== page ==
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Postprandial lipoprotein, glucose and insulin responses after two consecutive meals containing rapeseed oil, sunflower oil or palm oil with or without glucose at the first meal.
Br J Nutr 1999; 82(2):97-104BJ

Abstract

There is increasing evidence that the degree of postprandial lipaemia may be of importance in the development of atherosclerosis and IHD. Postprandial lipid, lipoprotein, glucose, insulin and non-esterified fatty acid (NEFA) concentrations were investigated in eleven healthy young males after randomized ingestion of meals containing rapeseed oil, sunflower oil or palm oil with or without a glucose drink. On six occasions each subject consumed consecutive meals (separated by 1.75 h) containing 70 g (15 g and 55 g respectively) of each oil. On one occasion with each oil 50 g glucose was taken with the first meal. One fasting and fifteen postprandial blood samples were taken over 9 h. There were no statistically significant differences in lipoprotein and apolipoprotein responses after rapeseed, sunflower and palm oils, whereas insulin responses were lower after sunflower oil than after rapeseed oil (ANOVA, P = 0.04). The NEFA and triacylglycerol concentrations at 1.5 h were reduced when 50 g glucose was taken with the first meal (ANOVA, P < 0.0001 and P < 0.05 respectively), regardless of meal fatty acid composition. In conclusion, the consumption of glucose with a mixed meal containing either rapeseed, sunflower or palm oil influenced the immediate triacylglycerol and NEFA responses compared with the same meal without glucose, whereas no significant effect on postprandial lipaemia after a subsequent meal was observed. The fatty acid composition of the meal did not significantly affect the lipid and lipoprotein responses, whereas an effect on insulin responses was observed.

Authors+Show Affiliations

Research Department of Human Nutrition, Royal Veterinary and Agricultural University, Frederiksberg, Denmark. anp@kvl.dkNo affiliation info availableNo affiliation info available

Pub Type(s)

Clinical Trial
Journal Article
Randomized Controlled Trial
Research Support, Non-U.S. Gov't

Language

eng

PubMed ID

10743481

Citation

Pedersen, A, et al. "Postprandial Lipoprotein, Glucose and Insulin Responses After Two Consecutive Meals Containing Rapeseed Oil, Sunflower Oil or Palm Oil With or Without Glucose at the First Meal." The British Journal of Nutrition, vol. 82, no. 2, 1999, pp. 97-104.
Pedersen A, Marckmann P, Sandström B. Postprandial lipoprotein, glucose and insulin responses after two consecutive meals containing rapeseed oil, sunflower oil or palm oil with or without glucose at the first meal. Br J Nutr. 1999;82(2):97-104.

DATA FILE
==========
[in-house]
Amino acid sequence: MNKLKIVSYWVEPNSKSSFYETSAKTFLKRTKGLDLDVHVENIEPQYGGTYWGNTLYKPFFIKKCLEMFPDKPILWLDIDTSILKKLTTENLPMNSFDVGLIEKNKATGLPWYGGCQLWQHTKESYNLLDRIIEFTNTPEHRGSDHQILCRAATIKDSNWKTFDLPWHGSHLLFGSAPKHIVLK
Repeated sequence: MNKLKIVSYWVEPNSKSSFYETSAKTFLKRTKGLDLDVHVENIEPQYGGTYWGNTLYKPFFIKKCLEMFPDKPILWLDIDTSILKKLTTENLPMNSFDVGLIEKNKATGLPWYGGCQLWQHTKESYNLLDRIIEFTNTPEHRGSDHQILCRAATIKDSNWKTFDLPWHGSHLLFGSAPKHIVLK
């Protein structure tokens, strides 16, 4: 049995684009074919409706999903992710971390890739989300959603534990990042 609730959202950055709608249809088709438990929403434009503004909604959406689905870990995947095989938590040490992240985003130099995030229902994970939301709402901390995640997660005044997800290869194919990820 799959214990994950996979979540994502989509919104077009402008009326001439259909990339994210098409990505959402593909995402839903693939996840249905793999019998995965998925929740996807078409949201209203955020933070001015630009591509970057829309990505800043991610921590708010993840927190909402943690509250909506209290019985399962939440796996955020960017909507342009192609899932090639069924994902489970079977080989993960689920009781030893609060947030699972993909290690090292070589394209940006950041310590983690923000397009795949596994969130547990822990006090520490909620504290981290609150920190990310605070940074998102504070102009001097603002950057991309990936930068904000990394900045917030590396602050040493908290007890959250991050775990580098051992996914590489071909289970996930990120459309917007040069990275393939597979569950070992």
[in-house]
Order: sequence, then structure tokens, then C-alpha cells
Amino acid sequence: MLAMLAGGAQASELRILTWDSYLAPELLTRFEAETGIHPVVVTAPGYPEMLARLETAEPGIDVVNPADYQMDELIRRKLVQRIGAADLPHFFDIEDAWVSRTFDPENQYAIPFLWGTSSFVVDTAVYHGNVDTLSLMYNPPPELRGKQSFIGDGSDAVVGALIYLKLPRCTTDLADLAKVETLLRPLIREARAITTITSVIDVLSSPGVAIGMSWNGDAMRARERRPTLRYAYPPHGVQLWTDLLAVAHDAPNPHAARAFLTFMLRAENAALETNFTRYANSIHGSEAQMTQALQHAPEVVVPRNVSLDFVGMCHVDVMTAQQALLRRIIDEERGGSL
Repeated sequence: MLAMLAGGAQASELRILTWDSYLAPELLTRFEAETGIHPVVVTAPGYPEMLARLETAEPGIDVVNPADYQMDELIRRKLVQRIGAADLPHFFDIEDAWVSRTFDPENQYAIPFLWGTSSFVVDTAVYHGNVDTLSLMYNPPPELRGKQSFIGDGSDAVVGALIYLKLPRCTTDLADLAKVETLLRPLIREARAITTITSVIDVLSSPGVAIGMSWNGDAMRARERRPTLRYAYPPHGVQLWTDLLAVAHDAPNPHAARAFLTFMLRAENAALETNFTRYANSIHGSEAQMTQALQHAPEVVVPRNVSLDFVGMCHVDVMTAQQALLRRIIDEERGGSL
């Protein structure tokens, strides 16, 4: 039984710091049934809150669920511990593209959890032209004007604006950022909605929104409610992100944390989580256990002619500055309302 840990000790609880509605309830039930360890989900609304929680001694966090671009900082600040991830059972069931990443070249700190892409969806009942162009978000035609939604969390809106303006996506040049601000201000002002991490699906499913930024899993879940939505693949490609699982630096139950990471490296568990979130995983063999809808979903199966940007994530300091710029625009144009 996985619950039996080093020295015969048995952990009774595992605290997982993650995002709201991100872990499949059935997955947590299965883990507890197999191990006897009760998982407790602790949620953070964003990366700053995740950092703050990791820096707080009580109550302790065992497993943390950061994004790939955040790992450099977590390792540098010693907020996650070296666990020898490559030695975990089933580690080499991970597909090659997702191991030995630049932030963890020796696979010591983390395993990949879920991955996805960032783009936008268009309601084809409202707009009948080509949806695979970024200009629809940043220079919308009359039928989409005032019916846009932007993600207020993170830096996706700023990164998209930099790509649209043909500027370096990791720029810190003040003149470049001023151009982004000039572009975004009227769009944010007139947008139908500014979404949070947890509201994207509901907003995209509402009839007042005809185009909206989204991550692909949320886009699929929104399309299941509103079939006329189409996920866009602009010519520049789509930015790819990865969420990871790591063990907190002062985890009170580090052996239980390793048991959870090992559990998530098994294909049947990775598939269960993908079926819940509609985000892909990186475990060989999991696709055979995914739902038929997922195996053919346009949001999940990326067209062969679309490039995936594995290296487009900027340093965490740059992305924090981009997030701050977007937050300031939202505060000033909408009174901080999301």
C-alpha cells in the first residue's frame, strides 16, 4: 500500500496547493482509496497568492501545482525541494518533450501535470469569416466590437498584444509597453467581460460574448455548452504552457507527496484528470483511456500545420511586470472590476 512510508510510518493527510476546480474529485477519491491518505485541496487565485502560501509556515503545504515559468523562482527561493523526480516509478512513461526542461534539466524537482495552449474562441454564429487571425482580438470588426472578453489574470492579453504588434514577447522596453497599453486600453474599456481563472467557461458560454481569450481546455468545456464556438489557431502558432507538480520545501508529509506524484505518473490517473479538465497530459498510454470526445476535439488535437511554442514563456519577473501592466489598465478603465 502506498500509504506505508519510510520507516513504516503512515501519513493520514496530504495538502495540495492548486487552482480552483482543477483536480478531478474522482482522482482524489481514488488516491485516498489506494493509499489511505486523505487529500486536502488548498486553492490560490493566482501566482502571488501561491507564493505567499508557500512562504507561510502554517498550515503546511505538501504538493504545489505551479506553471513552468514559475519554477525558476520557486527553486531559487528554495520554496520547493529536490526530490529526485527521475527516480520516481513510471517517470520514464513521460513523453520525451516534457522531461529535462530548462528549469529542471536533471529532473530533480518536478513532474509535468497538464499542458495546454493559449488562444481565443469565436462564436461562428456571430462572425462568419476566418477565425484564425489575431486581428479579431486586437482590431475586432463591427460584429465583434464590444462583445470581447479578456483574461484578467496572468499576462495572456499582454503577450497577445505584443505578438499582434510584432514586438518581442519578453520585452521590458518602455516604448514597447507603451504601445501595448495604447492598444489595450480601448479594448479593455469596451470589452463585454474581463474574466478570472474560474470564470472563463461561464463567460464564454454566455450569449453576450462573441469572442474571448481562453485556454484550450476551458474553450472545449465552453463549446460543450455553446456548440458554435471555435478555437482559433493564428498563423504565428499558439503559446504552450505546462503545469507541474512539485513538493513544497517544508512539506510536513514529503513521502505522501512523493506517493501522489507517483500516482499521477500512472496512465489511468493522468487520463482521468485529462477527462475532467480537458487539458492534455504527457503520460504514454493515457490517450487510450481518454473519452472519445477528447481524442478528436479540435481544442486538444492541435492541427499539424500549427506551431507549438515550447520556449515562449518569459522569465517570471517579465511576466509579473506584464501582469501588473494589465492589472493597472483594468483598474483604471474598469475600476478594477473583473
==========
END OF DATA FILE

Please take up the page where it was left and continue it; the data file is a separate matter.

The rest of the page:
Pedersen, A., Marckmann, P., & Sandström, B. (1999). Postprandial lipoprotein, glucose and insulin responses after two consecutive meals containing rapeseed oil, sunflower oil or palm oil with or without glucose at the first meal. The British Journal of Nutrition, 82(2), pp. 97-104.
Pedersen A, Marckmann P, Sandström B. Postprandial Lipoprotein, Glucose and Insulin Responses After Two Consecutive Meals Containing Rapeseed Oil, Sunflower Oil or Palm Oil With or Without Glucose at the First Meal. Br J Nutr. 1999;82(2):97-104. PubMed PMID: 10743481.
* Article titles in AMA citation format should be in sentence-case
TY - JOUR T1 - Postprandial lipoprotein, glucose and insulin responses after two consecutive meals containing rapeseed oil, sunflower oil or palm oil with or without glucose at the first meal. AU - Pedersen,A, AU - Marckmann,P, AU - Sandström,B, PY - 2000/4/1/pubmed PY - 2000/4/15/medline PY - 2000/4/1/entrez SP - 97 EP - 104 JF - The British journal of nutrition JO - Br. J. Nutr. VL - 82 IS - 2 N2 - There is increasing evidence that the degree of postprandial lipaemia may be of importance in the development of atherosclerosis and IHD. Postprandial lipid, lipoprotein, glucose, insulin and non-esterified fatty acid (NEFA) concentrations were investigated in eleven healthy young males after randomized ingestion of meals containing rapeseed oil, sunflower oil or palm oil with or without a glucose drink. On six occasions each subject consumed consecutive meals (separated by 1.75 h) containing 70 g (15 g and 55 g respectively) of each oil. On one occasion with each oil 50 g glucose was taken with the first meal. One fasting and fifteen postprandial blood samples were taken over 9 h. There were no statistically significant differences in lipoprotein and apolipoprotein responses after rapeseed, sunflower and palm oils, whereas insulin responses were lower after sunflower oil than after rapeseed oil (ANOVA, P = 0.04). The NEFA and triacylglycerol concentrations at 1.5 h were reduced when 50 g glucose was taken with the first meal (ANOVA, P < 0.0001 and P < 0.05 respectively), regardless of meal fatty acid composition. In conclusion, the consumption of glucose with a mixed meal containing either rapeseed, sunflower or palm oil influenced the immediate triacylglycerol and NEFA responses compared with the same meal without glucose, whereas no significant effect on postprandial lipaemia after a subsequent meal was observed. The fatty acid composition of the meal did not significantly affect the lipid and lipoprotein responses, whereas an effect on insulin responses was observed. SN - 0007-1145 UR - https://www.unboundmedicine.com/medline/citation/10743481/Postprandial_lipoprotein_glucose_and_insulin_responses_after_two_consecutive_meals_containing_rapeseed_oil_sunflower_oil_or_palm_oil_with_or_without_glucose_at_the_first_meal_ L2 - https://www.cambridge.org/core/product/identifier/S0007114599001245/type/journal_article DB - PRIME DP - Unbound Medicine ER -